Website, Blog Answers, Case Record Compilations

Many attorneys have a website where a potential client may make a request.  The law firm should have a system to do a conflict check before answering the email of that potential client. Therefore, the contact information form should contain enough fields to enable the law firm to make a conflict check, such as the name and address of the individual submitting the question. In addition, the law firm should have a disclaimer on the form, letting the potential client know that a conflict check will be made before answering the request. 

The website may have language explaining that the attorney may not: 
  • review or respond to the question unless the individual has submitted his/her name and address because of the attorney’s obligation to check for potential conflicts
  • receive a request from a client located in a different state. 
The attorney needs to ensure that he/she is not giving legal advice outside of his/her legal jurisdiction(s). Courts have found jurisdiction over lawyers based upon telephone, mail, and fax communications sent to the client. Courts have started to consider the use of the internet by a defendant as a significant factor for personal jurisdiction purposes. Be aware that many malpractice policies do not cover claims brought outside the U.S. and Canada.

Consider also for attorney webs:
  • Make it clear whether public opinion or legal advice
  • Conflict checks as for clients who come through the door
  • Since conversation over the internet is open to the public, any confidential legal advice should be given through private email, telephone or letter
  • Comply with the strictest advertising and fee-splitting rules
  • Indicate where he/she is licensed to practice and that the attorney is not giving legal advice where he/she is not licensed to do so
  • Consider worldwide malpractice coverage

Va Code Professional Responsibility

Receipt of information from a client through a website raises the question as to whether the information is confidential. The best advice is to proceed with caution when unsolicited emails arrive at an attorney’s desk. The attorney should place disclaimers on his/her website and on the firm’s email auto signature.

Another concern is the potential risk of a negligent-advice claim. If the firm’s policy is to answer unsolicited questions received via email, the challenge becomes to limit the exposure to a negligent-advice claim. It is easy to make a mistake and provide the wrong legal advice when answering an unsolicited email because the email may not contain all of the information necessary to accurately analyze the situation.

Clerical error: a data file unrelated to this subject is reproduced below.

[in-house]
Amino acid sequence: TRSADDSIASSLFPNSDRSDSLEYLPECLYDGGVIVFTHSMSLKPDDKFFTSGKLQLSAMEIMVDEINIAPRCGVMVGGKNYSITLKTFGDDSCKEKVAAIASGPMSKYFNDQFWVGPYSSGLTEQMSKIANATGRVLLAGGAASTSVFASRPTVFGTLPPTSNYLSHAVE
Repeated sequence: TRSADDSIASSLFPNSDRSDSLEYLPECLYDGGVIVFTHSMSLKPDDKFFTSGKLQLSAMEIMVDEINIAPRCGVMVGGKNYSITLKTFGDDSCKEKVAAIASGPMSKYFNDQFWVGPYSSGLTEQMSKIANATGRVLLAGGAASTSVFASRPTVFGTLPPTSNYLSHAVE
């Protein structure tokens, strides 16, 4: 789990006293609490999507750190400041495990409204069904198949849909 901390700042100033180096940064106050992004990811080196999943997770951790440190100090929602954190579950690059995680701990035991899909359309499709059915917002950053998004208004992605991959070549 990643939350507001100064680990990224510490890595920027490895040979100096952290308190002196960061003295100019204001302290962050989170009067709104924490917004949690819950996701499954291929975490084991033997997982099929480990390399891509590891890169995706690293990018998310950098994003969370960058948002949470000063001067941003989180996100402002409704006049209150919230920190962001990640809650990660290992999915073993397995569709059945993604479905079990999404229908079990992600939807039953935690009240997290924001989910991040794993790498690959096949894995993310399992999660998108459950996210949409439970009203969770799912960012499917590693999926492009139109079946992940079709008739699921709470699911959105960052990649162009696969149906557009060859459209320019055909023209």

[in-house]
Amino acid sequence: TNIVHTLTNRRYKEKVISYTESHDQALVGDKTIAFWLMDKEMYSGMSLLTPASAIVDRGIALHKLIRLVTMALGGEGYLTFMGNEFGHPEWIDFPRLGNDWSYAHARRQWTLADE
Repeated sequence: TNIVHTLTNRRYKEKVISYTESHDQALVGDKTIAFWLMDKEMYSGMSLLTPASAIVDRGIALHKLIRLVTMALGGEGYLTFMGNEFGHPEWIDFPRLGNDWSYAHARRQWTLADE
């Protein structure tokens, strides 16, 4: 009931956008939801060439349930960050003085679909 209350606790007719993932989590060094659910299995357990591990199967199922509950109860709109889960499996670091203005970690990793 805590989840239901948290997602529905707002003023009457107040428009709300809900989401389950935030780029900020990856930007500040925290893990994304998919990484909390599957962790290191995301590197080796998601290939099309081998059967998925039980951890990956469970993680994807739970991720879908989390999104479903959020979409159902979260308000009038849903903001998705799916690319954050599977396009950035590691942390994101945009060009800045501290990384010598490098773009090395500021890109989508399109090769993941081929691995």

By comparison, with a phone call, the attorney has an opportunity to ask questions and has much more control over what information is provided. Mark C.S. Bassingthwaighte, J.D., suggests in his article The Trouble with Email[4], that the attorney give himself/herself a 24-hour wait before providing a legal response to a question received over the web. “Take the time to consider if additional information is needed, to decide what qualifications should be included and to think through the answer. Advice given on the fly can too easily miss the mark.” 

One efficient protective system would be that before submitting the question, the client must agree to the terms of a click-through agreement that clearly sets forth the terms of the limited engagement and limits the scope of representation to a question and response or at least documents that the disclaimer has been read. 

A click-through agreement is generally a short document that specifies the terms and conditions that apply to the purchase of a product or service from a website. The buyer will accept the terms by clicking on an “I agree” button after the opportunity to review the terms. These agreements may not be enforceable if the terms are too overbearing or harsh.